Over the last two years I have spent a great deal of time connecting with other cancer survivors to learn about their unique experiences in managing their illness. Some of of these survivors describe feelings of isolation, loneliness, ostracism and misunderstanding, whereas others describe unprecedented love and support.  Some survivors describe their experiences as colored by profound loss and repeated victimization where as others describe it as a journey filled with countless blessings.

What is clear, is that there is not one cancer narrative- not one coping strategy- nor one particular model patient experience we can look to to mimic or follow.  Our experiences- our narratives-our reflections on what was and what is-is so deeply personal.  And perhaps our experiences and the way we choose to describe them-are influenced by where we stand. Are we recently diagnosed- currently in treatment- recently relapsed or post treatment?   The options are endless and the words we choose  to describe our stories, can quickly change depending on where we are at.

In my case, with little to no statistics or research to explain my diagnosis and treatment regimen, I realized early on that I felt empowered by writing my own story. Writing became my primary coping mechanism for how to navigate an experience that was traumatic, chaotic, yet undeniably mine. As I felt increasingly lonely and isolated I was deeply concerned that I would eventually lose my own voice. There were times when I appeared silent, but I was really screaming. And there were times when I was screaming yet struggling to speak.

In a failed attempt to preserve the voice I once knew and once loved, I ended up by accident discovering a more authentic self.  This self was braver, more courageous, and more giving. This self was determined to raise awareness, educate and find an outlet for my creativity.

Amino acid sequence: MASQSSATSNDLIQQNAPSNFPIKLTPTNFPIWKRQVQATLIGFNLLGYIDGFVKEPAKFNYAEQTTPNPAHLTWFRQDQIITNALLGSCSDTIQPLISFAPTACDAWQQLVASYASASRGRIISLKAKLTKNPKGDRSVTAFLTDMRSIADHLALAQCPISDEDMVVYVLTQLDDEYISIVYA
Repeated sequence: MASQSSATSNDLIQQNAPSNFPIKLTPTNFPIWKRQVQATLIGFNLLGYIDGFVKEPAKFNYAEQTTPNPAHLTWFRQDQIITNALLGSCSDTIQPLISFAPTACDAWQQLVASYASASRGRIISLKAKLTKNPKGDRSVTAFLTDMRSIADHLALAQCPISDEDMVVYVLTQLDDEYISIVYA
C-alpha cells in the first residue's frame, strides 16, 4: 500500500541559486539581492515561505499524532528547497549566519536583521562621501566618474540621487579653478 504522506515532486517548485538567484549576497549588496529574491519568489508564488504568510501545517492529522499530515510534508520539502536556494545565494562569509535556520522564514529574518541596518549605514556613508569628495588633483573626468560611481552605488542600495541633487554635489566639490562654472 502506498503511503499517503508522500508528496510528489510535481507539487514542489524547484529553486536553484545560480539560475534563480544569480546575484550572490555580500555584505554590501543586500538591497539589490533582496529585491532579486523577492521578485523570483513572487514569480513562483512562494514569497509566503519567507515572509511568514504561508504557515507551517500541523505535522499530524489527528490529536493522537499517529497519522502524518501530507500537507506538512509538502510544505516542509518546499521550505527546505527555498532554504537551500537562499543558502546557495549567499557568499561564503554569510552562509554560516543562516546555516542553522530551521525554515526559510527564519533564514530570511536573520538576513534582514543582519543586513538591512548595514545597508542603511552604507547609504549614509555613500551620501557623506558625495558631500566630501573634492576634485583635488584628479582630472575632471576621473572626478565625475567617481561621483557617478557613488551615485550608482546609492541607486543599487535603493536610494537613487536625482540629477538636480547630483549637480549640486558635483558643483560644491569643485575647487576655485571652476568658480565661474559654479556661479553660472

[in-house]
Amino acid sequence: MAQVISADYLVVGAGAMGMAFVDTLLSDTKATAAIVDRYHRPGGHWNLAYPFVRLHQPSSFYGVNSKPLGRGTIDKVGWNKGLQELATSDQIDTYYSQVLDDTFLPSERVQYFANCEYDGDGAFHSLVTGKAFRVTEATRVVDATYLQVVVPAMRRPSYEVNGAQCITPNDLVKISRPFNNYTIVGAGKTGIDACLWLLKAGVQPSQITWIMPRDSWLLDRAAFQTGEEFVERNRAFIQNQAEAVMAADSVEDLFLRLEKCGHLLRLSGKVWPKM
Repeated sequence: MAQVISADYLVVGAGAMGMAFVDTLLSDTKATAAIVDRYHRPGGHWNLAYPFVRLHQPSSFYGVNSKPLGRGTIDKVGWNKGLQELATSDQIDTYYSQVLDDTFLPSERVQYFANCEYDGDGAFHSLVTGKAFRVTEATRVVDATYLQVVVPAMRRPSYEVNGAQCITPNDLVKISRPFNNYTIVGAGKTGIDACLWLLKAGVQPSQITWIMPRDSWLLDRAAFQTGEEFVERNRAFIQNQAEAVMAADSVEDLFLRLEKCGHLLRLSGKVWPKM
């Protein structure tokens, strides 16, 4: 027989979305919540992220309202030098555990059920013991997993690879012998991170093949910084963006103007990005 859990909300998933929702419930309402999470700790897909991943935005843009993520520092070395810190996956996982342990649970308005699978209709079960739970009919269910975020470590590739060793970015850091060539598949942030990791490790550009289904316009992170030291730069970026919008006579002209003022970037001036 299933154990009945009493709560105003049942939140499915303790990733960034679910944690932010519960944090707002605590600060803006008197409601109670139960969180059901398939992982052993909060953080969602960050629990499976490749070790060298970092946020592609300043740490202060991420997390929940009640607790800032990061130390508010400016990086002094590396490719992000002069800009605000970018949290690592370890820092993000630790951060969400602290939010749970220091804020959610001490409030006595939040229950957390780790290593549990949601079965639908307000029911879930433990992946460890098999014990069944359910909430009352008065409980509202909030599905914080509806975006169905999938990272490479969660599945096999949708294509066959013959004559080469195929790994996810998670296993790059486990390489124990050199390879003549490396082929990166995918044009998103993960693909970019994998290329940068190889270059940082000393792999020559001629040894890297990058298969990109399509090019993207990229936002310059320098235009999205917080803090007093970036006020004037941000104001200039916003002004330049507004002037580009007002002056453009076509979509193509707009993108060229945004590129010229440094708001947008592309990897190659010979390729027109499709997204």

The voice that I was so desperately clinging to was no longer the voice that I needed.

And today, I have recognized that the voice I had during treatment- is no longer relevant for my here and now.

Our voices- our narratives- our twists on cancer are ever- changing.

Perhaps through writing, through art, through music, our voices then and now can and will always be preserved.

 

On April 17, 2012, Twist Out Cancer will launch “Brushes With Cancer: Pairing Artists and Survivors to Create For a Cause.” This event will celebrate survivorship and hope through art, music and storytelling.  Over the next few months, survivors will be asked to share their “Twist On Cancer,” (lessons learned, fighting strategies and new perspectives) with our online community of support. Their ‘twists’ will serve as inspiration for local and international artists to create unique pieces of art. The art will be auctioned online and in person at the Twist With An Artist Benefit taking place on April 17, 2013 in Chicago.

The Benefit
At the event, participating survivors will have the opportunity to share their Twist on Cancer, and the artists they inspire will discuss their creative processes and reveal their final works of art. All proceeds will go directly to the Twist community.

Inspirational stories of hope will be provided by 
Jenna Benn, Founder of Twist Out Cancer
Jonny Immerman, Founder of Immerman’s Angels

Keynote Speaker
Ethan Zohn, Two Time Cancer Survivor and Winner of Survivor Africa

Music Provided by Palter Ego
Commentary provided by Anthony Ponce, General Assignment Reporter at NBC5

Call For Submissions
Twist Out Cancer is calling upon survivors to share their twist on cancer between now and February 28, 2013.